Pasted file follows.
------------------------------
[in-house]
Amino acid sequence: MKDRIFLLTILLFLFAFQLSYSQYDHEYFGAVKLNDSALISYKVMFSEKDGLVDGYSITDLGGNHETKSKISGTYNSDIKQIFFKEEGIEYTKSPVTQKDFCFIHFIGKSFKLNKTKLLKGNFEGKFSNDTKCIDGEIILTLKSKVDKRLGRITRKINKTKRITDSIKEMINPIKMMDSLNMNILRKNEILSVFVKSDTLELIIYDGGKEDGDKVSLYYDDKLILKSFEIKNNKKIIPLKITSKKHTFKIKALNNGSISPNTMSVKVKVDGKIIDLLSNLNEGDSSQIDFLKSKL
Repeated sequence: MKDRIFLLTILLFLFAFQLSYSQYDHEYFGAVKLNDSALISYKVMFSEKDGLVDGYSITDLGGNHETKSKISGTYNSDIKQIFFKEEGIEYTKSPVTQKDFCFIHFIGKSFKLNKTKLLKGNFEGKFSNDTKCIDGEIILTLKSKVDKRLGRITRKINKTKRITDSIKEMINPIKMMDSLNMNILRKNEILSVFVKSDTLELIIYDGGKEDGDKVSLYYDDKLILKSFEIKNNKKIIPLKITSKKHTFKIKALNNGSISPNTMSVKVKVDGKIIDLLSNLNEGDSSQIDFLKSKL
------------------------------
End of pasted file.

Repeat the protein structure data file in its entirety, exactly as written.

[in-house]
Amino acid sequence: MKDRIFLLTILLFLFAFQLSYSQYDHEYFGAVKLNDSALISYKVMFSEKDGLVDGYSITDLGGNHETKSKISGTYNSDIKQIFFKEEGIEYTKSPVTQKDFCFIHFIGKSFKLNKTKLLKGNFEGKFSNDTKCIDGEIILTLKSKVDKRLGRITRKINKTKRITDSIKEMINPIKMMDSLNMNILRKNEILSVFVKSDTLELIIYDGGKEDGDKVSLYYDDKLILKSFEIKNNKKIIPLKITSKKHTFKIKALNNGSISPNTMSVKVKVDGKIIDLLSNLNEGDSSQIDFLKSKL
Repeated sequence: MKDRIFLLTILLFLFAFQLSYSQYDHEYFGAVKLNDSALISYKVMFSEKDGLVDGYSITDLGGNHETKSKISGTYNSDIKQIFFKEEGIEYTKSPVTQKDFCFIHFIGKSFKLNKTKLLKGNFEGKFSNDTKCIDGEIILTLKSKVDKRLGRITRKINKTKRITDSIKEMINPIKMMDSLNMNILRKNEILSVFVKSDTLELIIYDGGKEDGDKVSLYYDDKLILKSFEIKNNKKIIPLKITSKKHTFKIKALNNGSISPNTMSVKVKVDGKIIDLLSNLNEGDSSQIDFLKSKL